The integrator samples its input when the switch closes. At that time the output voltage changes so that all the charge on Cs flows onto Cf. Once equilibrium has been reached, the output remains unchanged even when the opens again.  This is the behavior of a sample & hold.  The input is sampled when the switch closes and the output is held until the next sample.

This contrasts with the input stage. There, when the switch closes the stage goes into track mode and the output of the state tracks the input.  When the switch opens the stage goes into hold mode.

-Ken
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bernd2700
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Re: Summarized phrasing of below topic "Outp.ref kT/C noise combined with an in
Reply #5 - Nov 22nd, 2021, 3:55am
 
Dear Ken ( & others),

Thank you for your reply! Ok, let’s proceed to question 2:
I have drawn a detailed timing diagram of the circuit for that.

((see attached timing diagram))

What we see happening in the real circuit: First comes the input tracking phase. Then, as soon as switch 1 ( = switch connected to phase 1) opens = going to low state at time point #1, also the sampling occurs. The voltage on the cap “Cs” ( = Vcs) remains now constant ( = the on-state resistor noise is gone) until time point #2. Here, phase 2 gets high and switch 2 closes, resulting in an instantaneous charge sharing between the 2 capacitors. Then the integration phase follows.

What could happen / happens conceptually? :
So, the timing diagram produces the following sequence: First comes the tracking phase, then the sampling, then, finally, if we leave out the charge sharing phase, the integrating phase (and so the voltage amplification between the 2 caps).
Because you, Ken, confirm, that the whole circuit “is acting as a S&H”, I am thinking that option a) could be fine for a valid model to obtain the output-referred noise?! So, I followed the steps according to option a) by equations (in Matlab):

Step (1.) Building “kT/C noise together with a S&H”: ([Basically from Ken Kundert’s paper])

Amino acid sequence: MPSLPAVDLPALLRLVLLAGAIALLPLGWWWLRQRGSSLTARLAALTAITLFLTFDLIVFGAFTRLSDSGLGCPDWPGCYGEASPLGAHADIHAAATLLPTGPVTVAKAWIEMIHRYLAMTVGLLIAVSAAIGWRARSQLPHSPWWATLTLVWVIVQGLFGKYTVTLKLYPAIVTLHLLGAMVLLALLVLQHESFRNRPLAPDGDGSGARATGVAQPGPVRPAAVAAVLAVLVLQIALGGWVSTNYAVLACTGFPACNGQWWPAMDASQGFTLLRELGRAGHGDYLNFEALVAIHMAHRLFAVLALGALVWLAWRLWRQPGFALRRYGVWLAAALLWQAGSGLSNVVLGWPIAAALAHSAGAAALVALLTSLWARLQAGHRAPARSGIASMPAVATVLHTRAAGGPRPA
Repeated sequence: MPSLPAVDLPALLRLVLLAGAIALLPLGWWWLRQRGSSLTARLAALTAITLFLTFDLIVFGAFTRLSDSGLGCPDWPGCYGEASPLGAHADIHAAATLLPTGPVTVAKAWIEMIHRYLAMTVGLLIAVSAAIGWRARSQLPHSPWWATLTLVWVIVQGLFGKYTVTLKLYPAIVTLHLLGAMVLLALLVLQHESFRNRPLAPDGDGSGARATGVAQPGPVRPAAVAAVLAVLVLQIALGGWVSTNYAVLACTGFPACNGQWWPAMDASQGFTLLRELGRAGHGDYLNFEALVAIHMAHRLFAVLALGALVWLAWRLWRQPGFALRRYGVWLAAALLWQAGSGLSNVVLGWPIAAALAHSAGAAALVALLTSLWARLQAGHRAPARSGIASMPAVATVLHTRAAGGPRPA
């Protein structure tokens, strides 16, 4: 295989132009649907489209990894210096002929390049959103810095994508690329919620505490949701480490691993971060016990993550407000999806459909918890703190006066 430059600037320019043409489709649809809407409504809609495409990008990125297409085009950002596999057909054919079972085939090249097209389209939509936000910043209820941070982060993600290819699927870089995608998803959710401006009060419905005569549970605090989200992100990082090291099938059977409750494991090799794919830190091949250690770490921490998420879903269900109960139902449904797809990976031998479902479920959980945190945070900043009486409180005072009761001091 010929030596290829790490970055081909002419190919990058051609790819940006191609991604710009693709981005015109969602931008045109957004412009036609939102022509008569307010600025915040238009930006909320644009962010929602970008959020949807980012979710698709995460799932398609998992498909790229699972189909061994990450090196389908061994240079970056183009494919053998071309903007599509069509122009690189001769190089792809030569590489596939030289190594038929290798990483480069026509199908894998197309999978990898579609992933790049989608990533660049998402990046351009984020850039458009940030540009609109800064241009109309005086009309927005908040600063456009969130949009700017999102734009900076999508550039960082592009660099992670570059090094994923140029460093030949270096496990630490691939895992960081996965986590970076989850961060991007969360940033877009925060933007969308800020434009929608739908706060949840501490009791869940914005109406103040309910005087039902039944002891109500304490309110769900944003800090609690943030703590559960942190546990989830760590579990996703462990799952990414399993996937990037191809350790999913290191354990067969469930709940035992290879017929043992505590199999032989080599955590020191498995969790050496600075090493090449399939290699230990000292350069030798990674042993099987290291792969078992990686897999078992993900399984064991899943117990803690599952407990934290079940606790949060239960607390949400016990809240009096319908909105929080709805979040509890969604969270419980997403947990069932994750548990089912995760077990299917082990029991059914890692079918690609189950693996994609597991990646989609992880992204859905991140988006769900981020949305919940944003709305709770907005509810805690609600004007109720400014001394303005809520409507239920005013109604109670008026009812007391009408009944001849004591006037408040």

m_SH = 0;   % Duty-cycle, for the S&H it is 0.
Vn_SH_RSD_vec = sqrt( ((1-m_SH)*sinc(f_vec.*(1-m_SH)*Ts)).^2*2*k*T/(Cs*fs) );           % [Vrms/sqrt(Hz)]


Step (2.) Building the “transfer-function (tf) of a lossy integrator”:
f = 1 - 1 / ( Aol / ( Cs / Cf ) );      % Models lossy (= limited DC-gain) integrator.
Int_z = - Cs / Cf * z.^-0.5 ./ ( 1 - z.^-1 * f);  % This is the exact model (with "z^-0.5") for this type of circuit


Step (3.) = (1.) * (2.) = Multiplying the “(kT/C noise with S&H)” with the “(tf. of the integrator)”:
kTCs_only_SH_times_tf_Integrator_DT = Vn_SH_RSD_vec' .* abs(Int_z');

Step (4.) Plot:
semilogx( f_vec , 20*log10( kTCs_only_SH_times_tf_Integrator_DT ) , 'r' , 'LineWidth' , 3 );

==> Is my thinking = the resulting block diagram option a) correct for this circuit? Please “confirm” or “disagree”!
==> Why then the Cadence PNoise result show nulls (= sudden drop downs) at fs = 1 kHz, 10*fs, 100*fs? (See thick black line, recalling the picture from my previous, detailed, post.) However, in the theoretical (Matlab) tick red line these are missing. Why? So: Am I doing here conceptually something wrong with taking “option a)” as a model for this circuit or are these nulls just an artefact of the Cadence PNoise analysis?

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SC-Integrator_SE_ParSen_Dly_RisingP1_NoDblSmp_Noise_TimingDiagramOnly__low_res.jpg
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bernd2700
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Re: Summarized phrasing of below topic "Outp.ref kT/C noise combined with an in
Reply #6 - Nov 22nd, 2021, 4:00am
 
Recalling the picture again from my previous (detailed) post: ((Picture: "Fig8 kTC noise only with subsequent integrator.jpg"))
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Ken Kundert
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Re: Summarized phrasing of below topic "Outp.ref kT/C noise combined with an in
Reply #7 - Nov 24th, 2021, 11:35pm
 
I am not going to check your equations and your models. That would take too much time.

The block diagram looks right.

The nulls in the transfer function at 1 kHz, 10*fs, 100*fs is a plotting artifact.  There are actually sin(x)/x nulls at multiples of the clock frequency, but you are not using enough points in the plot to see all the nulls.